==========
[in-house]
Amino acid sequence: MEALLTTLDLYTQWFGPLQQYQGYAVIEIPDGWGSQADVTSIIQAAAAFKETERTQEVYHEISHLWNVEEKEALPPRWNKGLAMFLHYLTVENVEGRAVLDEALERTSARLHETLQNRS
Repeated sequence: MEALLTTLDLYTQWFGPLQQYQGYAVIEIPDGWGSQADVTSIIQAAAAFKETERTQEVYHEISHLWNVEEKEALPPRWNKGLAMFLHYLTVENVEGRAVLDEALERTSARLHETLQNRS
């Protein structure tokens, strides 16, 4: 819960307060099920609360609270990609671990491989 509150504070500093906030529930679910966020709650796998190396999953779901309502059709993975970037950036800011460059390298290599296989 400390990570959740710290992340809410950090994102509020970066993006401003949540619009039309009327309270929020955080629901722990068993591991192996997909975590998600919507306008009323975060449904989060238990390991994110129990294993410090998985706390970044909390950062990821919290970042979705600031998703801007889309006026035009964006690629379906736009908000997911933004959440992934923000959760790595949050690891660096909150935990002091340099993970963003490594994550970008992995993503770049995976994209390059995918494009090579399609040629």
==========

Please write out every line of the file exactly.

[in-house]
Amino acid sequence: MEALLTTLDLYTQWFGPLQQYQGYAVIEIPDGWGSQADVTSIIQAAAAFKETERTQEVYHEISHLWNVEEKEALPPRWNKGLAMFLHYLTVENVEGRAVLDEALERTSARLHETLQNRS
Repeated sequence: MEALLTTLDLYTQWFGPLQQYQGYAVIEIPDGWGSQADVTSIIQAAAAFKETERTQEVYHEISHLWNVEEKEALPPRWNKGLAMFLHYLTVENVEGRAVLDEALERTSARLHETLQNRS
């Protein structure tokens, strides 16, 4: 819960307060099920609360609270990609671990491989 509150504070500093906030529930679910966020709650796998190396999953779901309502059709993975970037950036800011460059390298290599296989 400390990570959740710290992340809410950090994102509020970066993006401003949540619009039309009327309270929020955080629901722990068993591991192996997909975590998600919507306008009323975060449904989060238990390991994110129990294993410090998985706390970044909390950062990821919290970042979705600031998703801007889309006026035009964006690629379906736009908000997911933004959440992934923000959760790595949050690891660096909150935990002091340099993970963003490594994550970008992995993503770049995976994209390059995918494009090579399609040629």